By Andy Troup
In speaking with some of my customers, the message comes resoundingly across “WE WANT TO AUTOMATE.” So this is the sweet spot for cloud solutions as they have in-built automation to provide the defined benefits of cloud computing such as On-demand self service, Resource pooling and Rapid elasticity (as defined by NIST here).
However, upon scratching the surface and digging a little deeper, the other thing I’ve found is that when I’m told “yes we’ve got automation,” it typically means that a lot of effort has gone into developing a whole heap of scripts that have been written to solve a very specific problem. This, I would argue, is not the best way for automation to be achieved.
I was in conversation with a customer a few weeks ago where they wanted to automate a particular part of their provisioning process, and my recommendation to them was “DON’T DO IT.” Why did I say this? Well, the process was broken, inefficient, relied on spreadsheets & scripts and meant there was constant rework to have a satisfactorily provisioned system. Their provisioning process took weeks and weeks. There was no point in automating this broken process – what needed to happen was that the process had to be fixed or changed first. I won’t go into anymore detail about this particular problem, but my point is that sometimes you have to take a step back and see if there are other ways of solving a particular problem.
In summary – there’s no point in automating a broken process.
So, why do we want to automate our IT systems and the provisioning of them anyway? Primarily because we want two things:
- To take the boring repeatable activities that many IT administrators undertake and get a system to do it instead. This frees up time for the administrator to do the more interesting and difficult things.
- Remove the potential for errors. Anything that is done as a manual activity involving people is liable to be inconsistent and error-prone (I say liable, but really we all know that they will be inconsistent and error-prone). Cloud solutions are all based on the premise that everything is standardized, and thus we need to remove any activity that introduces unreliability.
OK, so we’ve now established that automation is a good thing. All we need to do now is work out HOW we’re going to automate, and this may introduce some difficult decisions.
So what are the automation options? Well, in my mind automation comes in three different flavours which should be used together to solve the automation challenge. Here they are with some definitions I found:
- Script – programs written for a special runtime environment that can interpret and automate the execution of tasks which could alternatively be executed one-by-one by a human operator. (http://en.wikipedia.org/wiki/Script_(computing))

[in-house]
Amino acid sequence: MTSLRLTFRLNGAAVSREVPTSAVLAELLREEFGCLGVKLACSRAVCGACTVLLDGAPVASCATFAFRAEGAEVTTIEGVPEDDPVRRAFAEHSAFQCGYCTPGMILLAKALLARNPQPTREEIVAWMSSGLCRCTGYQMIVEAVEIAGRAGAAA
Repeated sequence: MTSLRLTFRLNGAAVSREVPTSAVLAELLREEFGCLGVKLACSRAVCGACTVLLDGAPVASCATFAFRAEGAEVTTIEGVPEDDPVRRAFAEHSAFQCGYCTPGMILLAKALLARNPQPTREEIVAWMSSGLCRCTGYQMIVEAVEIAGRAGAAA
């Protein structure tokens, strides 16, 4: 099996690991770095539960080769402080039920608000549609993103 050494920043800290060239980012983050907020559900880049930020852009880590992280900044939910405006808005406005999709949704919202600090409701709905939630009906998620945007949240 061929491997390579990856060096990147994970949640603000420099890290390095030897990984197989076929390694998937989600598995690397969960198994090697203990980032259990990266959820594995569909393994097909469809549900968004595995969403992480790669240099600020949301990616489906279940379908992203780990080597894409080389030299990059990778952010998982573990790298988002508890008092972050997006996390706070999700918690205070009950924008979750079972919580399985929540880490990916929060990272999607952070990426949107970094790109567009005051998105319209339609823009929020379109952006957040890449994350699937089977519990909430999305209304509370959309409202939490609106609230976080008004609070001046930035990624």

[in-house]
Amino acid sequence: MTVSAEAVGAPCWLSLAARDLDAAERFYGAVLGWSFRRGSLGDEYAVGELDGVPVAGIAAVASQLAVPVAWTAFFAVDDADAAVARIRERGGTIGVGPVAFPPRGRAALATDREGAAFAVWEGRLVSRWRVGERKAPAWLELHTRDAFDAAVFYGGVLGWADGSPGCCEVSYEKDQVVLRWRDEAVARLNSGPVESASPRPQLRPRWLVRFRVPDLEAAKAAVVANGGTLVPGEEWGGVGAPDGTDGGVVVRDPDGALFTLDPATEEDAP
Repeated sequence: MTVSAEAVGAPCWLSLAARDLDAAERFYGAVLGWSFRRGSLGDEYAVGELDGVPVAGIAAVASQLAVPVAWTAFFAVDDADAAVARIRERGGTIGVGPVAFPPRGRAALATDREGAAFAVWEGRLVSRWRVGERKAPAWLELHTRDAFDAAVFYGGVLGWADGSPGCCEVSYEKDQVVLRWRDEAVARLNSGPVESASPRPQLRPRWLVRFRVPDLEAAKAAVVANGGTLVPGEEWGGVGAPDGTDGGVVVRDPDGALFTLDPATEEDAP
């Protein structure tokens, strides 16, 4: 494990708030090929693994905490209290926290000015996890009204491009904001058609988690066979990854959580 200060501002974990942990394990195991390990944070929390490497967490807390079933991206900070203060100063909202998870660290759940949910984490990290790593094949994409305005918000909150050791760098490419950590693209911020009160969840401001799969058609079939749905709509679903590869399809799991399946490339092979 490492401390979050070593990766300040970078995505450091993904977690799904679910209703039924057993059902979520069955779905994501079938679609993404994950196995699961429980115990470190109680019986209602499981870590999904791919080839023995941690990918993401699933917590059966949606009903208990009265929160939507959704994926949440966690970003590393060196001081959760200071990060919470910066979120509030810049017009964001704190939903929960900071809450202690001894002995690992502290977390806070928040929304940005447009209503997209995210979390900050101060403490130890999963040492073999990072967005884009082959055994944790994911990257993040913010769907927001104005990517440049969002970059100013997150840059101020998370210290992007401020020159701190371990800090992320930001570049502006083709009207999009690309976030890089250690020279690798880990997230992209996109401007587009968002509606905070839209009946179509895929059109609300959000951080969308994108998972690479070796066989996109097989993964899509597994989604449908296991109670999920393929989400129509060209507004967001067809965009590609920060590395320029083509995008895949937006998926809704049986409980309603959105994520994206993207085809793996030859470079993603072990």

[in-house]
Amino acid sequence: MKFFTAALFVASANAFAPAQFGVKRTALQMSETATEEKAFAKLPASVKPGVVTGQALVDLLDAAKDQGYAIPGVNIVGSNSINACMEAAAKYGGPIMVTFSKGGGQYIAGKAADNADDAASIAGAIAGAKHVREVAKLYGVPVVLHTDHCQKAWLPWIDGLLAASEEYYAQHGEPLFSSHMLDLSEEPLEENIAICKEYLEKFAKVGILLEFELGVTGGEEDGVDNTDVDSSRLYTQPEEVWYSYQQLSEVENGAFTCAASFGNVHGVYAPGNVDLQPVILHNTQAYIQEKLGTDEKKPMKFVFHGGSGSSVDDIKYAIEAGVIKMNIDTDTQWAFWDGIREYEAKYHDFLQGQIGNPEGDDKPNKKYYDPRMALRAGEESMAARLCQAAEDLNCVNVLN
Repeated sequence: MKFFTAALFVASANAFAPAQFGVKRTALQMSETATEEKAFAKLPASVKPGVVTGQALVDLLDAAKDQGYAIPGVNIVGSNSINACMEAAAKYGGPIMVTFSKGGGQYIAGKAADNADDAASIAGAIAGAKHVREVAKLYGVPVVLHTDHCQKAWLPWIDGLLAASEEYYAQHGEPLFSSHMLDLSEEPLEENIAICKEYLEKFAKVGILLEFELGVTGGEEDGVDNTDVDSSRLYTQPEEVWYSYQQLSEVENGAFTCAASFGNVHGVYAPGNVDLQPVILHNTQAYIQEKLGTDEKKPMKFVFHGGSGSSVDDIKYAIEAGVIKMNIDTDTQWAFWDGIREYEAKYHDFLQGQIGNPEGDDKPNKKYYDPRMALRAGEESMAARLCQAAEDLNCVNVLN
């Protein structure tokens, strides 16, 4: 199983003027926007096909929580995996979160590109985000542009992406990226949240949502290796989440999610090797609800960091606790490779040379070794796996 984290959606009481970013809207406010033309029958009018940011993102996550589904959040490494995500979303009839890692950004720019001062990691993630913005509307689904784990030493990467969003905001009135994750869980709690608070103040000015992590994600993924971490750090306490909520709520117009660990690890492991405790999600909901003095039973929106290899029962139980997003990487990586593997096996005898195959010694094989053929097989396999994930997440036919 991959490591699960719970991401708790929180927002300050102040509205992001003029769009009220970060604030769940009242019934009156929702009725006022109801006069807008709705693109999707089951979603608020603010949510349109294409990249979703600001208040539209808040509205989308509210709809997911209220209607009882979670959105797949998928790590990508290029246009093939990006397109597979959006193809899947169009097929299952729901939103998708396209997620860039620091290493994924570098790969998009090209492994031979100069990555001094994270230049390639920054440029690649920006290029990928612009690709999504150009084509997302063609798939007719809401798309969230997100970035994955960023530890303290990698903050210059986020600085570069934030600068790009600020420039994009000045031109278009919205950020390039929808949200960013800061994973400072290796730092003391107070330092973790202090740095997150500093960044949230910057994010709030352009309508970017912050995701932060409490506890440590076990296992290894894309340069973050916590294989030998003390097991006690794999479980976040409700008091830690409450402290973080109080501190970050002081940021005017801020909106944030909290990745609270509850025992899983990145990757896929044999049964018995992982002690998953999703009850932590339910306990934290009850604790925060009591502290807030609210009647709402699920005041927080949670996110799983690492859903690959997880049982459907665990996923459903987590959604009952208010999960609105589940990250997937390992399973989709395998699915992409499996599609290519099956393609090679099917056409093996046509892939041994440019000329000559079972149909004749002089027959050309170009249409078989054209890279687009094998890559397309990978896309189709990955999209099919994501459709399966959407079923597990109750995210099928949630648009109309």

- Orchestration – describes the automated arrangement, coordination, and management of complex computer systems, middleware, and services. (http://en.wikipedia.org/wiki/Orchestration_(computing))
- Policy – Policy-based management is an administrative approach that is used to simplify the management of a given endeavor by establishing policies to deal with situations that are likely to occur. (http://whatis.techtarget.com/definition/policy-based-management)
In terms of their use, the image below shows how I believe they should be used and in what quantities. As you can see, we should be aiming for as much policy implementation as possible with as little script as we can achieve.
So the first question you should ask yourself is “can I create a policy or several policies to solve the problem?” This will have a dependency on the technology available to utilize the policy, but should be the first port of call. It may even be worth considering investing in the technology to make the policy implementation possible. The overhead of creating and maintaining policies are small and they will provide a robust solution to your problem with reliability and consistency.
If it isn’t possible to create a policy to solve the challenge, next consider orchestrating a solution. This will provide a reusable, standardized capability that has an element of management/maintenance overhead and will be reliable.
Finally, if neither policy nor orchestration will work for you, then utilize scripting as a last resort. Why a last resort? Scripting is a tactical, bespoke solution for a specific requirement and will require managing and maintenance during its entire life, which in turn will incur costs and will be less reliable.
So in summary, when you are considering automating a process:
- Step back from the automation challenge and consider the options. They may not be what you expected.
- Work up the “Love Triangle” from the bottom.
- If you can’t implement a policy, consider orchestration and use scripting as a last resort.
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